As I’m writing this in late February, I’m watching the sky spit out little bits of snow. Still, the forecast is for warming temperatures here in eastern Illinois, with spring just around the corner.
My neighbors are hustling to get equipment ready for another crop year. And while the focus is on their fields, other areas, such as gardens, lawns, flowerbeds, fencerows, ditches and tree lines, will be greening up and requiring attention before long.
Fortunately, there’s a wide range of landscaping equipment that can help us finish these chores easier and faster.
I recently attended the National Farm Machinery Show in Louisville, Kentucky, and came across quite a few new and innovative ways to manage lawns.
Zero-turn mower brands seemed almost endless. There were models from John Deere, Kubota, Husqvarna, Country Clipper, Bad Boy, Big Dog, Scag, Toro, KIOTI, Exmark and quite a few more.
All those brands have specific features that might set them apart, making one or another a better choice for your operation. Exmark, however, seems to have cornered the market for collegiate supporters. The company has partnered with over 30 universities to offer full-suspension seats with college logos on Exmark Radius and Lazer Z mowers. If you’re proud to be an Iowa State Cyclone, Missouri Tiger or Illini fan, Exmark has the seat for you for an extra $299.
I also looked over the upgraded HD models from Bush Hog. Jule Booker, customer service manager, walked me through some of the changes.
First introduced in 2017, the HDE, HDZ and HDC Series now include 7-gauge steel cutting decks, the same steel that’s used on Bush Hog’s flex-wing cutters. An electronic control module gives you keyless start, system monitoring and Soft Start PTO engagement to protect the drive train. Power comes from a choice of Briggs & Stratton, Kohler and Kawasaki engines. There’s even a USB power port.
While my zero-turn mower does offer fast cutting speeds and close-in maneuverability, I find that I’m still walking the grounds with a hand-held string trimmer. A mower deck-mounted string trimmer from PECO would sure come in handy. Their Z-Trimmer Model ZT-3000 mounts to any 48-inch or larger deck and runs off the mower’s battery. At $369, it’s worth a look at www.lawnvac.com. The company also offers tow-behind and mounted lawn vacuums, brush cutters, sprayers and generators.
Of course, there’s more to grounds maintenance than simply cutting grass. Seems that our ditches, fencerows and timber areas always have plenty of tough weeds, underbrush and downed limbs to remove.
Here’s where some new tractor loader attachments can help.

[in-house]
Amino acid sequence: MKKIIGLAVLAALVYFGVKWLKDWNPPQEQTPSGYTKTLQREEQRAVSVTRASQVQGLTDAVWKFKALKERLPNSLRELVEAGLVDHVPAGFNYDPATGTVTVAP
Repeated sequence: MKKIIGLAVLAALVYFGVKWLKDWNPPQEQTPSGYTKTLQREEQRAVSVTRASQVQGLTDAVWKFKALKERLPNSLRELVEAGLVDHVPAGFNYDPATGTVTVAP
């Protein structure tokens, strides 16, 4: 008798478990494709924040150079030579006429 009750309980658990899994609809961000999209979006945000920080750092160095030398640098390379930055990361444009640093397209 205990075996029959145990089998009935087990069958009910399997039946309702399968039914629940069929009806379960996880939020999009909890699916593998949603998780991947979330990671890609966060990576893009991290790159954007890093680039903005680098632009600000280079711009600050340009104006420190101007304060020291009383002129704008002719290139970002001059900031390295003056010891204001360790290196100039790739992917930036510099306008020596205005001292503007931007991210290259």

I was particularly interested in the Worksaver grapple rake, a 5-foot-wide attachment for compact tractors with loaders. Perfect for removing and moving unwanted brush and undergrowth. Bush Hog offers their own version, as well.
I’ve also wished I could attach a front-mounted mower to my loader, one that would pivot and cut brush and limbs from the top of fences, away from roadways and within ditches. A fairly new company, TrailBlazer Attachments, has come out with just that: the TB-One.
This unit offers 11 cutting positions, a 44-inch cutting width, and up to a 3-inch cut capacity. While it might not match the work done by road crews with industrial equipment, this cutter brings some additional versatility to the compact tractor market.
Finally, there was another new product being introduced at NFMS that caught my eye. Equipment distributor Show Me Shortline out of Centralia, Missouri, is better known for grain bagging equipment, silage balers, bale wrappers, tillage, TMR mixers and manure spreaders. But at the show, they were displaying new Schäffer compact telescopic wheel loaders.
The smallest model 2028 features hydrostatic four-wheel drive, a Kubota 3-cylinder diesel engine, a 3,300-pound lifting capacity, and an inside turning radius of only 26 inches. Five additional models increase in size and capabilities, and all can be fitted with a wide range of front-end attachments including buckets, grapples, brushes, scrapers, augers, rotary tillers and much more.
Whatever your landscaping chores might be, there’s a selection of proven farm-tough tools that will make your life easier.
Michael Gustafson has written for and about farm equipment companies, their products and dealerships for more than 40 years, including 25 years with John Deere. He lives on a small acreage in Dennison, Ill.